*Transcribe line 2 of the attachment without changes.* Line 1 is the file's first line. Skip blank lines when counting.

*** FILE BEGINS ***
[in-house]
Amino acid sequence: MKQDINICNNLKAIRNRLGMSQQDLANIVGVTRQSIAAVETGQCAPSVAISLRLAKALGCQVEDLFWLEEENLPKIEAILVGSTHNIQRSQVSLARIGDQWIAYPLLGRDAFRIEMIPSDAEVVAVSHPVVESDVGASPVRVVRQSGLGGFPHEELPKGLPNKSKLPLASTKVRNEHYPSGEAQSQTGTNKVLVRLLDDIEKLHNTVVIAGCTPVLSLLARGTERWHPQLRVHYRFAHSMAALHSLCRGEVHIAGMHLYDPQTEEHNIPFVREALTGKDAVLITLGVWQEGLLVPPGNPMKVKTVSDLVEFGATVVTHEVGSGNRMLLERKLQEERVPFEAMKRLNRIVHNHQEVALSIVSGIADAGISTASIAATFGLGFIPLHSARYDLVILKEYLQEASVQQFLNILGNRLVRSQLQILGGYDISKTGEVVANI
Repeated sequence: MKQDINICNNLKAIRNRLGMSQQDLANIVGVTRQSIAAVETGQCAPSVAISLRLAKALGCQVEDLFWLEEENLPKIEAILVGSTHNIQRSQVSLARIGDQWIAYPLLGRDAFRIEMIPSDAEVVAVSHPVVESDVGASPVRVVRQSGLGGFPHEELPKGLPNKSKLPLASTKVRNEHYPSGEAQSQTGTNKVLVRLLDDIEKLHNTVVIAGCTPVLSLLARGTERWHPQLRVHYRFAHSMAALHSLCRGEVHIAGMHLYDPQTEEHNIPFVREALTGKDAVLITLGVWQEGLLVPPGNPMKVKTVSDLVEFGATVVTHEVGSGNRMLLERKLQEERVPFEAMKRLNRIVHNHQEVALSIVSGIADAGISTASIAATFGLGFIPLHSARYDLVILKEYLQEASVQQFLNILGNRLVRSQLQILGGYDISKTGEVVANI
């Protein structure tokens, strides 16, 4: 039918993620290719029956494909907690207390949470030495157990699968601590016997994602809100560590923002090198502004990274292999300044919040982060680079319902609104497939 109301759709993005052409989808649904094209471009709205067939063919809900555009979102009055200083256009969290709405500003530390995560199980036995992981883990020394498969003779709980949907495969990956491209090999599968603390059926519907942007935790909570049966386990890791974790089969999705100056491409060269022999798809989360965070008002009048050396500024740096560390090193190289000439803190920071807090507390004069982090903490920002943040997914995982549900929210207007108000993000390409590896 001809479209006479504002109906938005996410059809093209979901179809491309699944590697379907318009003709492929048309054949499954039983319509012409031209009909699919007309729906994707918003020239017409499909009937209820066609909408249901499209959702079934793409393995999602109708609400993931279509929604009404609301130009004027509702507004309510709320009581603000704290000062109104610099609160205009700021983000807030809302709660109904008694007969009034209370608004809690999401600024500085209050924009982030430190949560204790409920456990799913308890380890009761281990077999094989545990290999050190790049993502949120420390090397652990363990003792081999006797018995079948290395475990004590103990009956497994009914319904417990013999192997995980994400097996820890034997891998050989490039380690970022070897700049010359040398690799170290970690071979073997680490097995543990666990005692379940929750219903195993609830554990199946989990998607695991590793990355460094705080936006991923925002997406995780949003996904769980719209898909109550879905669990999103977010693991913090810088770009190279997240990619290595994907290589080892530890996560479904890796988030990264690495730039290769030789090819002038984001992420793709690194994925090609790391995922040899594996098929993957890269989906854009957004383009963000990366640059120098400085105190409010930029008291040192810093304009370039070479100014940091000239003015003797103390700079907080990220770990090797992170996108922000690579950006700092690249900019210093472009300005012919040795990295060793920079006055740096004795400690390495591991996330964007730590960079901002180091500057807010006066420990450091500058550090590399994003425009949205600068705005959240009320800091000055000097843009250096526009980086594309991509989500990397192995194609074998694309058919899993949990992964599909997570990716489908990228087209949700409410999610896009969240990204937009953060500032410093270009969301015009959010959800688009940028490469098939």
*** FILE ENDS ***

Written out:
Amino acid sequence: MKQDINICNNLKAIRNRLGMSQQDLANIVGVTRQSIAAVETGQCAPSVAISLRLAKALGCQVEDLFWLEEENLPKIEAILVGSTHNIQRSQVSLARIGDQWIAYPLLGRDAFRIEMIPSDAEVVAVSHPVVESDVGASPVRVVRQSGLGGFPHEELPKGLPNKSKLPLASTKVRNEHYPSGEAQSQTGTNKVLVRLLDDIEKLHNTVVIAGCTPVLSLLARGTERWHPQLRVHYRFAHSMAALHSLCRGEVHIAGMHLYDPQTEEHNIPFVREALTGKDAVLITLGVWQEGLLVPPGNPMKVKTVSDLVEFGATVVTHEVGSGNRMLLERKLQEERVPFEAMKRLNRIVHNHQEVALSIVSGIADAGISTASIAATFGLGFIPLHSARYDLVILKEYLQEASVQQFLNILGNRLVRSQLQILGGYDISKTGEVVANI